Practical advice on how to deal with the hazard of mycotoxins in cereals
will be a major focus at this year's XVI International Plant Protection Congress
in Glasgow, held 15 to 18 October 2007.
Based on the results of a five year project identifying the impact of
agronomy in minimising the risk of mycotoxins, speakers will set out to explain
how growers can take practical steps to reduce the formation of mycotoxins
through Good Agricultural Practice.
Dr Simona Origgi of the Food Standards Agency (FSA),
will provide an introduction to
mycotoxins of importance in cereals and current legislation surrounding them.
She will focus on fusarium mycotoxins which can be produced on cereal crops in
the field as a result of fusarium ear blight, and ochratoxin A - produced in
cereal grain during storage.
Session organiser and speaker, Dr Simon Edwards of Harper Adams University College
says that as a result of the HGCA/FSA
2001-2005 project, the FSA has now developed a UK Code of Practice advising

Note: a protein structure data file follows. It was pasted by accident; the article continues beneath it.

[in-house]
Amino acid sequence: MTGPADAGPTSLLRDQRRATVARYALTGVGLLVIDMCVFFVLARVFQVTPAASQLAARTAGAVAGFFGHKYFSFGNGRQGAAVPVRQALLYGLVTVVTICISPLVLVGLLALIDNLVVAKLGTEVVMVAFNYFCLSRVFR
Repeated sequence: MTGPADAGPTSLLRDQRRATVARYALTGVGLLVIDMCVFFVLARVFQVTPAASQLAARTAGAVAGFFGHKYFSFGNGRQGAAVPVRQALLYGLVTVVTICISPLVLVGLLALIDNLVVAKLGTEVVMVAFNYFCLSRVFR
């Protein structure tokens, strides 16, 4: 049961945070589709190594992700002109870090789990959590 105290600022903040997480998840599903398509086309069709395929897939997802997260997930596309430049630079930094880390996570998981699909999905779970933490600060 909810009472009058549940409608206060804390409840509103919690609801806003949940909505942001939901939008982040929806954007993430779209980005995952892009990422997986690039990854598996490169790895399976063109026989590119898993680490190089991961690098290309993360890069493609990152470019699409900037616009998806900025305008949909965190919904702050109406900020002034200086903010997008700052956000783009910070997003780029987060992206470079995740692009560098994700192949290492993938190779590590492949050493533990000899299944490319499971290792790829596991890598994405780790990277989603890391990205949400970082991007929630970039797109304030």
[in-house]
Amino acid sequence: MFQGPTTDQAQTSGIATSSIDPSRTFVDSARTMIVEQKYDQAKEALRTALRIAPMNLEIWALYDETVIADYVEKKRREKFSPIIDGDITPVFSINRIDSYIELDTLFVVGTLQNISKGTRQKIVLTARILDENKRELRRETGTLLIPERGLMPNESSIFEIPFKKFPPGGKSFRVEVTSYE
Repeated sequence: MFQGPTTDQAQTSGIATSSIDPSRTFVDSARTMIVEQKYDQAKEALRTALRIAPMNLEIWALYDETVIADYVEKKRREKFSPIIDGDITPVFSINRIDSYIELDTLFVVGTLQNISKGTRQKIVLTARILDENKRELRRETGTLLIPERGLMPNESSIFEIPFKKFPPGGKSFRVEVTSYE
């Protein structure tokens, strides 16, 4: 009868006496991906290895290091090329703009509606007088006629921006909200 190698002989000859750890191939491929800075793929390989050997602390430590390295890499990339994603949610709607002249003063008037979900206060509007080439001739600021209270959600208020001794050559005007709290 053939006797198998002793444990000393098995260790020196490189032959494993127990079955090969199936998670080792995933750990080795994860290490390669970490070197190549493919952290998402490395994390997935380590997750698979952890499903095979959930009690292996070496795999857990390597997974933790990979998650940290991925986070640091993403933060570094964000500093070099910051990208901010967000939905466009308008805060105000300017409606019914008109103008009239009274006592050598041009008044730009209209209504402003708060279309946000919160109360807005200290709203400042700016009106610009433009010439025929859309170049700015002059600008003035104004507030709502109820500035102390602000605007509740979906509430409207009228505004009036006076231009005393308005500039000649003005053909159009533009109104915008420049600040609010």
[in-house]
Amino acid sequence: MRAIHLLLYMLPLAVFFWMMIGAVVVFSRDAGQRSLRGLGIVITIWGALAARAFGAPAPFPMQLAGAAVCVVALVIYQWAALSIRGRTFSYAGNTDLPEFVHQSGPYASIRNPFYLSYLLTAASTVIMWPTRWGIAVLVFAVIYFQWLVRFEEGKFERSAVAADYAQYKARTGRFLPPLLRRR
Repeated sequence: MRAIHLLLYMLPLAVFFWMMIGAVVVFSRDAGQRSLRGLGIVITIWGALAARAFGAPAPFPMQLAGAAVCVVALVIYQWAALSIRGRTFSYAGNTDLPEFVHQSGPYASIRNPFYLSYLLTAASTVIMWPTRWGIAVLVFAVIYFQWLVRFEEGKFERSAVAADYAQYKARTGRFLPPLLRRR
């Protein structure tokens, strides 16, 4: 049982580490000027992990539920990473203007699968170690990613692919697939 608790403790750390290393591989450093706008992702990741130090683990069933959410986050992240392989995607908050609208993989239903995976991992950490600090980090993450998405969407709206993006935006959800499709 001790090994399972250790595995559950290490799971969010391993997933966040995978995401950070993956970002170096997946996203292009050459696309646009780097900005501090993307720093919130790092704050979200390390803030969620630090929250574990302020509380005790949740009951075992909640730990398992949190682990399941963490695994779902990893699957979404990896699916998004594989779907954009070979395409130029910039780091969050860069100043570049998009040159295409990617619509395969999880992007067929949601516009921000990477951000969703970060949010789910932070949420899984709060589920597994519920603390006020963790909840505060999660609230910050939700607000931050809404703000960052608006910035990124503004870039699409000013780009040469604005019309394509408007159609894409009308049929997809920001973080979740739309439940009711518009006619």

growers on what agronomy they should, and shouldn't, use to minimise the risk of
mycotoxins when growing wheat for human consumption.
introduced in 2006 which set maximum limits for fusarium mycotoxins in cereals
and cereal products for human consumption," says Dr Edwards. "As fusarium
mycotoxins are produced in the field, Good Agricultural Practice is the primary
mechanism to reduce fusarium mycotoxins entering the food chain."
According to Dr Edwards, risk assessment for fusarium
mycotoxins can be performed at three points during the season: At the start of
the season to assess the agronomic risk; at ear emergence to assess the need for
an ear spray and at harvest to assess the overall risk (weather and agronomy).
Best practice he says would be to avoid maize as the previous crop (a major
cause of mycotoxins in milling wheat), minimise crop debris on the soil surface,
avoid susceptible varieties, consider an ear spray against fusarium and have a
speaker, Dr Pernilla Johnsson of Sweden's National Food Administration
will present results from a large European project
on the prevention of ochratoxin A in cereals. Dr Johnsson will indicate how
these results can be used in a HACCP program to facilitate Good Storage Practice
XVI International Plant Protection Congress , in
association with IAPPS (International Association for the Plant Protection
Sciences) and the BCPC (British Crop Production Council) International Congress
& Exhibition, takes place from 15-18 October, 2007 in
The British Crop Production Council
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